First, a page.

(WFRV) - Recent shooting tragedies have sparked a movement for more gun control and state lawmakers on both sides of the aisle are taking hard stances.
As a victim in the 2011 Tuscson Mall shooting, former Congresswoman Gabby Giffords ad is part of a larger campaign bringing attention to this issue by airing a new advertisement that begins, "We have a problem. Where we shop; where we pray; where our children go to school."
Following the Connecticut Elementary School shooting that left 26 people dead, President Obama is pushing for more stringent gun control laws--such as enforcing mandatory background checks and banning assault weapons.
Democratic Sen. Tammy Baldwinsaid, "I applaud the President and Vice President for bringing forward a large array of array of policy options and recommendations to the Congress."
Gov. Scott Walker,said "Anytime someone is at risk we have a moral responsibility to act on that. But that goes to the heart of the evil that is inherent in the person, not in which the tool they are using."
"I truly do not believe there is a solution that lies within Washington coming from the federal government," said Republican Sen. Ron Johnson.
Recent polls show 9 out of 10 gun owners support background checks.
Buyers purchasing a gun through a private vendor, at a gun show, or online are not required to undergo a background check.
Private gun sales make up 30-40% of total guns sales --meaning more than one third of gun purchasers did not undergo proper background checks.
"The universal background check is something that is well supported among gun owners like myself as well as other advocates," Baldwin argues.
But Johnson disagrees. "I just have no idea how you could make that work. Basically, what you end up doing is snare law abiding citizens in a huge bureaucratic maze."
So where do you draw the line between blaming the weapon and blaming the person committing the crime?
"In these cases the unfortunate consistent theme is someone who had fallen through the cracks when it came to the mental health system," said Walker.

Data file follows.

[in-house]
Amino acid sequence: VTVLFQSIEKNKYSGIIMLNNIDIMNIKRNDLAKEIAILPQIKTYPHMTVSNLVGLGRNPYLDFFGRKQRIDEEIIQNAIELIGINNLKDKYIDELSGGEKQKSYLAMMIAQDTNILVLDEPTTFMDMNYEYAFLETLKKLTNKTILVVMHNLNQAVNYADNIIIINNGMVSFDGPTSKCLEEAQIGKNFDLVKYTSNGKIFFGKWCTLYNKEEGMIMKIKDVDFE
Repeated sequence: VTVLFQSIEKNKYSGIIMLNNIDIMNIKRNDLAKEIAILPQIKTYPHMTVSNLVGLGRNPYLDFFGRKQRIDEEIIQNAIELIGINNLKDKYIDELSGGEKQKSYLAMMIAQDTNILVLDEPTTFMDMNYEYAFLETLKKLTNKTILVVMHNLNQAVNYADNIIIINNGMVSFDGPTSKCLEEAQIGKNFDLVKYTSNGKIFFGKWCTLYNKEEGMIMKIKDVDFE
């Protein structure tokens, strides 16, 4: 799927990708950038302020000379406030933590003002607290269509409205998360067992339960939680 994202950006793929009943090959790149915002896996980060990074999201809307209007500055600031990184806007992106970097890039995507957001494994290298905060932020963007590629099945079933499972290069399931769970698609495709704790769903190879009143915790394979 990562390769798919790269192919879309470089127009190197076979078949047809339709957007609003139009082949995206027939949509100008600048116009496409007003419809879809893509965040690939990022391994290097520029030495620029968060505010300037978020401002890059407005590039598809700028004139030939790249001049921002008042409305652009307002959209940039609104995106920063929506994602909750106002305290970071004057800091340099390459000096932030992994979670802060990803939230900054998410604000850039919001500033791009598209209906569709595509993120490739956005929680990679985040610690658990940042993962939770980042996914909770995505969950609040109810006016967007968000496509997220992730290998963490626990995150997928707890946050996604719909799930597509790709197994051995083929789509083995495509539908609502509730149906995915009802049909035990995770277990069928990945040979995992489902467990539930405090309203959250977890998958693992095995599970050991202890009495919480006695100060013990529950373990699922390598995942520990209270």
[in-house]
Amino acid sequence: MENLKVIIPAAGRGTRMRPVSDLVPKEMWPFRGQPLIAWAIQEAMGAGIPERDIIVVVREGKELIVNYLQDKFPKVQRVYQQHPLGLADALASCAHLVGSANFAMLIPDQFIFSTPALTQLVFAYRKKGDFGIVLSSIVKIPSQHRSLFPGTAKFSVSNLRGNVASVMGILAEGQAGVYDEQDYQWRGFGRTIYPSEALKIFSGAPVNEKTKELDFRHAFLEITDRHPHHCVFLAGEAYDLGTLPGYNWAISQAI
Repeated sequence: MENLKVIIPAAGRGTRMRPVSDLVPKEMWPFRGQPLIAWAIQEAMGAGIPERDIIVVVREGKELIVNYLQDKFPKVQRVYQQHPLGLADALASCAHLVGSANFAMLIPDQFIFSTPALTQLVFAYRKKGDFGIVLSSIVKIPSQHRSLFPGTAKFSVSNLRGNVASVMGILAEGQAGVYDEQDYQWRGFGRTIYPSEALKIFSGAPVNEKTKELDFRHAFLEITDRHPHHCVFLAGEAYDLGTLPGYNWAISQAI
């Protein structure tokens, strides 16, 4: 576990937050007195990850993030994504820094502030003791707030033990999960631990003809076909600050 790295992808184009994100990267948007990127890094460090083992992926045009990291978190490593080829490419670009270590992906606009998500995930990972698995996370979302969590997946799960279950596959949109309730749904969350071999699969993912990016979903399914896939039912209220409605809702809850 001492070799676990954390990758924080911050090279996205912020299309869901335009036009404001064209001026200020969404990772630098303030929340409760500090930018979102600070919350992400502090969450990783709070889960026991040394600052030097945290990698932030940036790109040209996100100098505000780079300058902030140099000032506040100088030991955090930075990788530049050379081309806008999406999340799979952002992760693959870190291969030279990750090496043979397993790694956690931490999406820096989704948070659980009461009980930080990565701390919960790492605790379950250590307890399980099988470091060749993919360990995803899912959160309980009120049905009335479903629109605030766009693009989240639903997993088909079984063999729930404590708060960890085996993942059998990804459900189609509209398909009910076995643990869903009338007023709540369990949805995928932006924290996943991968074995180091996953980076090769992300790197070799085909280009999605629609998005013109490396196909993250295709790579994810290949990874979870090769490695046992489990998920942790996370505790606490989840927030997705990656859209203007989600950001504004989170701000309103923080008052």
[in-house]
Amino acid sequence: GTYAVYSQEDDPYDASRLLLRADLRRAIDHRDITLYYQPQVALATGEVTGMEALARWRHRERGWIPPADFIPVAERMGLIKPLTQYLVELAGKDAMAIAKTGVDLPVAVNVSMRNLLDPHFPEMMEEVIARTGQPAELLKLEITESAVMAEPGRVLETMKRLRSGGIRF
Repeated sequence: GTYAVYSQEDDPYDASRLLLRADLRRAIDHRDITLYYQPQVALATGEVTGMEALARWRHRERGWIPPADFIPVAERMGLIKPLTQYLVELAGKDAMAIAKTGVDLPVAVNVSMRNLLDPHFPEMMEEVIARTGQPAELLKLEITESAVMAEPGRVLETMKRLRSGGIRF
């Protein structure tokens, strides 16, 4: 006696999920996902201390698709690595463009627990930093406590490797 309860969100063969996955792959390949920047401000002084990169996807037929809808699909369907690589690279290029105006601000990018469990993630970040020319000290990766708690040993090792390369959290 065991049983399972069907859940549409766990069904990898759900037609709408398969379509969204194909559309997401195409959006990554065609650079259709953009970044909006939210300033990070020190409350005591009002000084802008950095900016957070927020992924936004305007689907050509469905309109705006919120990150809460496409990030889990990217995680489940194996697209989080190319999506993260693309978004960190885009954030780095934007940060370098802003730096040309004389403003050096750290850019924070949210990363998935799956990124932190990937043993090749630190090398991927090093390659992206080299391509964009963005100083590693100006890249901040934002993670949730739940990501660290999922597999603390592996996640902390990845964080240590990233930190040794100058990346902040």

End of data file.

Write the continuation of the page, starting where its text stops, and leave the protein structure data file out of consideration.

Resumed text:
Because the shooter in the Sandy Hook elementary shooting used a military assault rifle, Obama hopes to curb gun violence by banning assault weapons and limiting ammunition magazines to 10 rounds.
"I don't believe an assault weapon ban works when it was tried in the 90's. I don't think an assault weapon ban works," Johnson said.
Baldwin agrees that it would be difficult to limit ammunition rounds. "Looking at the magazine capacity issue obviously that's more tricky politically, but I think it's something that deserves a thorough debate."
In a recent survey, 53-percent of House and Senate members admitted to owning gun. Reid Ribble, Tom Petri, Tammy Baldwin, Ron Kind, and Paul Ryan are just some of the Wisconsin lawmakers who say they own at least one gun.
But Johnson said the solution lies among communities. "The solution is far more likely to come from families, from our communities as opposed to the federal government."
Under President Obama's proposal, the federal government would put $4 billion into ensuring more officers are on the streets, another $30 million towards aiding schools develop emergency response plans, and $20 million towards expanding a system that tracks violent crimes in all 50 states.
"The federal government has no capability to provide funding for this mandate. We're already broke," Johnson said.
Regardless of how lawmakers react to tackling the gun debate, everyone agrees something must be done.
"I believe it's time for a national conversation on gun violence," said Baldwin.
Thursday night on Local 5 News at 10 p.m. our gun debate series continues.
How local residents are reacting to the controversy and how Obama's proposal is affecting gun sales and conceal carry permit requests.